What Every New Yorker Needs
to Know About Rental Housing
of Housing -- New
York City's rental market is very diverse, and includes many rent regulated and subsidized apartments,
as well as unregulated "market-rate" apartments. [More
on the rental market]
Stabilization -- It's important
to know if the apartment you move into is rent-stabilized. [More
on importance of rent stabilization]
It can be found if you have the time to look. [More
on how to find affordable housing]
Be careful about the fees you pay. [More
-- Leases --
Leases are important -- get a lease and read it
-- Roommates --
State law allows you to have a roommate. If YOU
are the roommate you have fewer rights -- be smart
about sharing an apartment. [More
You can sublet the apartment if you have to --
but following the correct procedures is essential. [More
-- Maintenance --
Proper maintenance of the apartment is your landlord's
responsibility, but there are limits. [More
Deposit -- You can get information
about your security deposit. [More
on security deposits]
Find out about your responsibilities as a tenant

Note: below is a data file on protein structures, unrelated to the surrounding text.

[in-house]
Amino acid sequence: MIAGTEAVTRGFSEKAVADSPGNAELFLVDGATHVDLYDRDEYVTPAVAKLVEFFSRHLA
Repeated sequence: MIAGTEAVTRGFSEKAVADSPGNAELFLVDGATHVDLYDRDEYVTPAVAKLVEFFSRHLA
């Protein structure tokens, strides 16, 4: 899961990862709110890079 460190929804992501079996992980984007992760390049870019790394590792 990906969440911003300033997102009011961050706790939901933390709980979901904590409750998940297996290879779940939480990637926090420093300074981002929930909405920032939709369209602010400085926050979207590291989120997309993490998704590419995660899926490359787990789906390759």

and work with your landlord to resolve problems
-- it will usually pay off in the long run. [More
on communicating with your landlord]
Type of Housing is Available in the New York City Rental Market?
rental housing in New York falls into three main categories: market-rate
housing, rent regulated housing, and subsidized housing. Rents and
lease renewals in market rate housing are essentially matters to be negotiated
between the landlord and tenant. In rent regulated housing, rent adjustments
and lease renewals are regulated by law. In subsidized housing, rents
may be directly or indirectly supplemented by various government programs
and terms of occupancy are regulated by law.
apartments which have never been regulated and apartments which
have undergone deregulation. Vacant apartments in buildings with
one to five units are generally not rent regulated. Vacant apartments
renting for over $2,500 per month also usually fall within the
market-rate class. (However, the deregulation of these apartments
is subject to challenge by the new tenant.) Vacant units in co-ops